The least surprising list of all time, Netflix hates you and your VPN, a popular app suddenly becomes very unpopular, Wikipedia turns 15 today, and Jimmy Kimmel brings The X-Files up to date.
The Biggest Selling Games of 2015
Last year was a good one for video games, with the PlayStation 4 and Xbox One starting to get titles befitting the quality of the hardware. But which games sold well? Thanks to NPD (via VentureBeat), we now know the Top 10 bestselling games of 2015. Sadly, there are literally no surprises here, with the big franchises taking all of the glory…
Call of Duty: Black Ops III (Xbox One, PS4, Xbox 360, PS3, PC)
Madden NFL 16 (PS4, Xbox One, Xbox 360, PS3)
Fallout 4 (PS4, Xbox One, PC)
Star Wars Battlefront 2015 (Xbox One, PS4, PC)
Grand Theft Auto V (PS4, Xbox One, Xbox 360, PS3, PC)
NBA 2K16 (PS4, Xbox One, Xbox 360, PS3)
Minecraft (Xbox 360, Xbox One, PS3, PS4)
Mortal Kombat X (PS4, Xbox One)
FIFA 16 (PS4, Xbox One, Xbox 360, PS3)
Call of Duty: Advanced Warfare (Xbox One, PS4, Xbox 360, PS3, PC)
The latest Call of Duty game topped the chart, despite haters hating on that franchise year after year. Activision even managed to get two CoD games in there, just showing how much of a cash cow the first-person shooter is. Other games on the list which have succeeded despite criticisms include Fallout 4, Star Wars Battlefront, and anything EA produces.
Grand Theft Auto V continues to sell in huge quantities despite having first been released in 2013. And then there is Minecraft, the phenomenon that shows no sign of stopping despite no one over the age of 15 knowing what the hell it’s even about. But enough about last year. What games are you looking forward to in 2016? Be sure to let us know in the comments below.
Netflix Defends Regional Licensing
Netflix has vowed to crack down on subscribers using proxies or VPNs (Virtual Private Networks) to circumvent regional variations in content. This is likely to be as a result of pressure from rights-holders, who want to retain territorial control of their content despite the worldwide nature of the Internet and services which exist on it.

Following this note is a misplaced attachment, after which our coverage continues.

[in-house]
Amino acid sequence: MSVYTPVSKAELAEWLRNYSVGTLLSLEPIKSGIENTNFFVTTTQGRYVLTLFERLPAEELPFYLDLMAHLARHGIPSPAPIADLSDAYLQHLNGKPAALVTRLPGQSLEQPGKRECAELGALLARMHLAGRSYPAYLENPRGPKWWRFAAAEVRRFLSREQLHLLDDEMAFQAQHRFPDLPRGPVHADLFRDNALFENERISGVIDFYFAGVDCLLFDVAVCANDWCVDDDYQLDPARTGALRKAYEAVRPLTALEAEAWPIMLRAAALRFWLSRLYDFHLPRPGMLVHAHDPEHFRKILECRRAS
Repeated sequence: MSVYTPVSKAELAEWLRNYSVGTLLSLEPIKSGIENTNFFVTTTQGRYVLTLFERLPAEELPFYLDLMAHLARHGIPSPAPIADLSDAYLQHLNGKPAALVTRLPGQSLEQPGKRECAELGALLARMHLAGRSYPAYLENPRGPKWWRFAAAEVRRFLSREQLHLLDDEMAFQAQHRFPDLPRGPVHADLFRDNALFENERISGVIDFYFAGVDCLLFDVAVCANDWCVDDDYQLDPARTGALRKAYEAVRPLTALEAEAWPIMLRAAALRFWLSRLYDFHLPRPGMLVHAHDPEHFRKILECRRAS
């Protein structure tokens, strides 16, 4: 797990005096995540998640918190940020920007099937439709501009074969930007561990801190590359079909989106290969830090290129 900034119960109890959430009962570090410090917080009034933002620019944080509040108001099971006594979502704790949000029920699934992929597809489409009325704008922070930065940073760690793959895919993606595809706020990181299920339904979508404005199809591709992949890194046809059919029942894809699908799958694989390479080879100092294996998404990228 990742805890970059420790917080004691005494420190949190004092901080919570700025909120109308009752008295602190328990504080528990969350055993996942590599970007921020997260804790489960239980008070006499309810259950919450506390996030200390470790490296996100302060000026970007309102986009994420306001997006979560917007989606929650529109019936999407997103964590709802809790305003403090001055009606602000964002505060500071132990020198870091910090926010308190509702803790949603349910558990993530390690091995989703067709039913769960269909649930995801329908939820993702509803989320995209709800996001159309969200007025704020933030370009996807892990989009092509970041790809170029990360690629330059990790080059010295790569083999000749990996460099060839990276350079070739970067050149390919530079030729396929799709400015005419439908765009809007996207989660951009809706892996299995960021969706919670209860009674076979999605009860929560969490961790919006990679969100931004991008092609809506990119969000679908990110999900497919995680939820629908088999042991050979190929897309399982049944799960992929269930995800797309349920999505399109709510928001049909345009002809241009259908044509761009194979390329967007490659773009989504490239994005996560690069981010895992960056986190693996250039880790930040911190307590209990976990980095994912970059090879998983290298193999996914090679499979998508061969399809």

As it stands, Netflix offers different movies and TV shows to users depending on which country they’re in. This has led to many people using proxies to fool Netflix into thinking they’re in another country, thereby opening up more content. This is even more crucial now that Netflix is available in more than 190 countries worldwide.
The company is working towards a future where such things as regional licensing no longer exist, but in the meantime, it’s doing everything it can to enforce the historic practice. Which suggests another tussle in the ongoing war between Netflix and VPNs.
Netflix isn’t revealing its techniques for tackling those using proxies, merely stating, “This technology continues to evolve and we are evolving with it”. The company suggests this means that “those using proxies and unblockers will only be able to access the service in the country where they currently are”. But we remain skeptical.
Stolen Taken Down Over Concerns
Stolen, a popular app which let users collect other people’s Twitter accounts, has been shut down. Its creator, Hey Inc., decided Stolen just wasn’t worth the hassle it was getting from people who found it problematic. Much to the annoyance of the thousands of people who were enjoying the experience.
For the initiated, Stolen was an iOS app that caught fire after being featured on Product Hunt. It let users trade Twitter users, building a collection as one would with trading cards. A tiny minority felt that this was a bad thing, especially as all Twitter users were automatically opted in without their consent.
Hey Inc. created an opt-out page after listening to those criticisms. Unfortunately, that wasn’t enough to appease the naysayers. So, after U.S. Representative Katherine Clark penned a letter to both Twitter and Apple complaining of the potential for Stolen to be used to harass individuals, Hey Inc. threw in the towel.
Wikipedia Turns 15 Today
Wikipedia is celebrating its 15th birthday today, with the online encyclopedia having been launched on January 15th, 2001. In that time Wikipedia has become a ubiquitous resource that is now clearly one of those websites we couldn’t live without. When researching Wikipedia prior to writing this entry, where did I search for information? Why, Wikipedia, of course.
There are now 291 different editions of Wikipedia, which in total boast 38 million articles in more than 250 different languages. Wikipedia is not without its problems, with half-truths presented as fact, and controversial subjects being spun to fit a narrative, but a Wikipedia with those issues is still better than no Wikipedia at all.
Mulder and Scully Move on From the 90s
And finally, as you may or may not be aware, The X-Files is back! The new miniseries premieres on Jan 24th, and we have produced an introductory primer to The X-Files to help you prepare for its return. But we’re not the only ones excited to see it coming back. Jimmy Kimmel is also a fan.
In fact, Jimmy Kimmel is such a big fan he’s landed a bit-part in the new show. His role? To bring Mulder and Scully kicking and screaming into the 21st century. You know, with broadband, smartphones, and a distinct lack of Hootie and the Blowfish. Oh, and that long-awaited sex scene.
Your Views on Today’s Tech News
What was your favorite video game released in 2015? How do you feel about Netflix’ crackdown on proxies? Did Stolen deserve to be shut down in this way? What do you think of Wikipedia? Will you be watching the new The X-Files?
Let us know your thoughts on the Tech News of the day by posting to the comments section below. Because a healthy discussion is always welcome.
Tech News Digest is a daily column paring the technology news of the day down into bite-sized chunks that are easy to read and perfect for sharing.
Image Credits: John Cronin via Flickr